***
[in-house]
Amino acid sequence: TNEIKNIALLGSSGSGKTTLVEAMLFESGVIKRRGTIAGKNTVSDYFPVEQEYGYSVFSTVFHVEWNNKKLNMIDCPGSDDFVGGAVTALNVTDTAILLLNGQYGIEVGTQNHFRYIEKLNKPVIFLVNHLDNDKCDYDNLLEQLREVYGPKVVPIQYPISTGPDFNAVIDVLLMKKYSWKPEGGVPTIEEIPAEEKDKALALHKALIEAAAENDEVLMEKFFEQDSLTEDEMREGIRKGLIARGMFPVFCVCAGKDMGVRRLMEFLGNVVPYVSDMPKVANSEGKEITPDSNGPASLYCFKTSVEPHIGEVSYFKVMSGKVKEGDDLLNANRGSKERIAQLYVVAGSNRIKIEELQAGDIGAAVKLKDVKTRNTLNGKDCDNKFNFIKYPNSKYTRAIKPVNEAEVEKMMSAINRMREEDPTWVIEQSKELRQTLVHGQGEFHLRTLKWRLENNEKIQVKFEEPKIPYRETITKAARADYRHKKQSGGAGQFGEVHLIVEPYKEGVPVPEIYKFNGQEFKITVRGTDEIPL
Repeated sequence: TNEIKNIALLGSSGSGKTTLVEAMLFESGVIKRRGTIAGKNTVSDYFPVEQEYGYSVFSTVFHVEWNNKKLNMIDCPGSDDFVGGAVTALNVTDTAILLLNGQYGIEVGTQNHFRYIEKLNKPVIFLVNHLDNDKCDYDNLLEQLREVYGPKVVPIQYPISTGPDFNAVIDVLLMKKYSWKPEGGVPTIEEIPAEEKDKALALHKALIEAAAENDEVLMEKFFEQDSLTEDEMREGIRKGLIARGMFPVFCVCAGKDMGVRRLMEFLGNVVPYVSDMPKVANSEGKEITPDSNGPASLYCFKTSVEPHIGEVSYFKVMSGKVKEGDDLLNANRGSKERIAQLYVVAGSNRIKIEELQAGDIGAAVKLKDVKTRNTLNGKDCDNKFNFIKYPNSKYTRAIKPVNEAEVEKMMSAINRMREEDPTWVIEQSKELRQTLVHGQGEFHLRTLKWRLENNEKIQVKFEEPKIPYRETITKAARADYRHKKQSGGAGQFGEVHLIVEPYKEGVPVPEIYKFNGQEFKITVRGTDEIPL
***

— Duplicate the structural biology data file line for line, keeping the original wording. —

[in-house]
Amino acid sequence: TNEIKNIALLGSSGSGKTTLVEAMLFESGVIKRRGTIAGKNTVSDYFPVEQEYGYSVFSTVFHVEWNNKKLNMIDCPGSDDFVGGAVTALNVTDTAILLLNGQYGIEVGTQNHFRYIEKLNKPVIFLVNHLDNDKCDYDNLLEQLREVYGPKVVPIQYPISTGPDFNAVIDVLLMKKYSWKPEGGVPTIEEIPAEEKDKALALHKALIEAAAENDEVLMEKFFEQDSLTEDEMREGIRKGLIARGMFPVFCVCAGKDMGVRRLMEFLGNVVPYVSDMPKVANSEGKEITPDSNGPASLYCFKTSVEPHIGEVSYFKVMSGKVKEGDDLLNANRGSKERIAQLYVVAGSNRIKIEELQAGDIGAAVKLKDVKTRNTLNGKDCDNKFNFIKYPNSKYTRAIKPVNEAEVEKMMSAINRMREEDPTWVIEQSKELRQTLVHGQGEFHLRTLKWRLENNEKIQVKFEEPKIPYRETITKAARADYRHKKQSGGAGQFGEVHLIVEPYKEGVPVPEIYKFNGQEFKITVRGTDEIPL
Repeated sequence: TNEIKNIALLGSSGSGKTTLVEAMLFESGVIKRRGTIAGKNTVSDYFPVEQEYGYSVFSTVFHVEWNNKKLNMIDCPGSDDFVGGAVTALNVTDTAILLLNGQYGIEVGTQNHFRYIEKLNKPVIFLVNHLDNDKCDYDNLLEQLREVYGPKVVPIQYPISTGPDFNAVIDVLLMKKYSWKPEGGVPTIEEIPAEEKDKALALHKALIEAAAENDEVLMEKFFEQDSLTEDEMREGIRKGLIARGMFPVFCVCAGKDMGVRRLMEFLGNVVPYVSDMPKVANSEGKEITPDSNGPASLYCFKTSVEPHIGEVSYFKVMSGKVKEGDDLLNANRGSKERIAQLYVVAGSNRIKIEELQAGDIGAAVKLKDVKTRNTLNGKDCDNKFNFIKYPNSKYTRAIKPVNEAEVEKMMSAINRMREEDPTWVIEQSKELRQTLVHGQGEFHLRTLKWRLENNEKIQVKFEEPKIPYRETITKAARADYRHKKQSGGAGQFGEVHLIVEPYKEGVPVPEIYKFNGQEFKITVRGTDEIPL